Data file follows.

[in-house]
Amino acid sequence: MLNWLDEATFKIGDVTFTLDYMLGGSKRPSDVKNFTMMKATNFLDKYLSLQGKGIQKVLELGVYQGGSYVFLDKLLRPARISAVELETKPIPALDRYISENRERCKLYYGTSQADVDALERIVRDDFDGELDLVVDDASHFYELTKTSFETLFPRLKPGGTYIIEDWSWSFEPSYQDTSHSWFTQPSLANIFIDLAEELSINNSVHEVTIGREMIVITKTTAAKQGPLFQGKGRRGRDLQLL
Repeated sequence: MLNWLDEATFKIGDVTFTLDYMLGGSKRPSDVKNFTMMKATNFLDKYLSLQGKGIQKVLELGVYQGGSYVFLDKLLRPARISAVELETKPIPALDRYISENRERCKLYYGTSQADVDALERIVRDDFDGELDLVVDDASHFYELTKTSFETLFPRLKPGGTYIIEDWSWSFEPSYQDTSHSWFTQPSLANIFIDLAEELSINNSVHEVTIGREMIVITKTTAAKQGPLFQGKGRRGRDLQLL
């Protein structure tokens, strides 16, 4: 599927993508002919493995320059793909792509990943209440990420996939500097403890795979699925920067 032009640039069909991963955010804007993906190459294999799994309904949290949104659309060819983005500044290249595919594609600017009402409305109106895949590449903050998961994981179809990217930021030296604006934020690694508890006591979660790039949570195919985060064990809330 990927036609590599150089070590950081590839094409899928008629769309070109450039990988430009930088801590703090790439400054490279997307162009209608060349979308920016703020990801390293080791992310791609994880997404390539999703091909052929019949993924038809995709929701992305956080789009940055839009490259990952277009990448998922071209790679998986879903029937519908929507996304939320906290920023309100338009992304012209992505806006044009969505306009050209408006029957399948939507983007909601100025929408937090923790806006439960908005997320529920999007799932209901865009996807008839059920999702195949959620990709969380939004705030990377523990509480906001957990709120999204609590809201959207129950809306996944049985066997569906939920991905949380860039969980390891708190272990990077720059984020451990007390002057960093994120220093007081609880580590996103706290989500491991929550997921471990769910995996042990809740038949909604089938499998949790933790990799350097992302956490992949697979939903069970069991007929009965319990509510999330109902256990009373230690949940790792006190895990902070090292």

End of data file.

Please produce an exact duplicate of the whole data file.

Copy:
[in-house]
Amino acid sequence: MLNWLDEATFKIGDVTFTLDYMLGGSKRPSDVKNFTMMKATNFLDKYLSLQGKGIQKVLELGVYQGGSYVFLDKLLRPARISAVELETKPIPALDRYISENRERCKLYYGTSQADVDALERIVRDDFDGELDLVVDDASHFYELTKTSFETLFPRLKPGGTYIIEDWSWSFEPSYQDTSHSWFTQPSLANIFIDLAEELSINNSVHEVTIGREMIVITKTTAAKQGPLFQGKGRRGRDLQLL
Repeated sequence: MLNWLDEATFKIGDVTFTLDYMLGGSKRPSDVKNFTMMKATNFLDKYLSLQGKGIQKVLELGVYQGGSYVFLDKLLRPARISAVELETKPIPALDRYISENRERCKLYYGTSQADVDALERIVRDDFDGELDLVVDDASHFYELTKTSFETLFPRLKPGGTYIIEDWSWSFEPSYQDTSHSWFTQPSLANIFIDLAEELSINNSVHEVTIGREMIVITKTTAAKQGPLFQGKGRRGRDLQLL
């Protein structure tokens, strides 16, 4: 599927993508002919493995320059793909792509990943209440990420996939500097403890795979699925920067 032009640039069909991963955010804007993906190459294999799994309904949290949104659309060819983005500044290249595919594609600017009402409305109106895949590449903050998961994981179809990217930021030296604006934020690694508890006591979660790039949570195919985060064990809330 990927036609590599150089070590950081590839094409899928008629769309070109450039990988430009930088801590703090790439400054490279997307162009209608060349979308920016703020990801390293080791992310791609994880997404390539999703091909052929019949993924038809995709929701992305956080789009940055839009490259990952277009990448998922071209790679998986879903029937519908929507996304939320906290920023309100338009992304012209992505806006044009969505306009050209408006029957399948939507983007909601100025929408937090923790806006439960908005997320529920999007799932209901865009996807008839059920999702195949959620990709969380939004705030990377523990509480906001957990709120999204609590809201959207129950809306996944049985066997569906939920991905949380860039969980390891708190272990990077720059984020451990007390002057960093994120220093007081609880580590996103706290989500491991929550997921471990769910995996042990809740038949909604089938499998949790933790990799350097992302956490992949697979939903069970069991007929009965319990509510999330109902256990009373230690949940790792006190895990902070090292």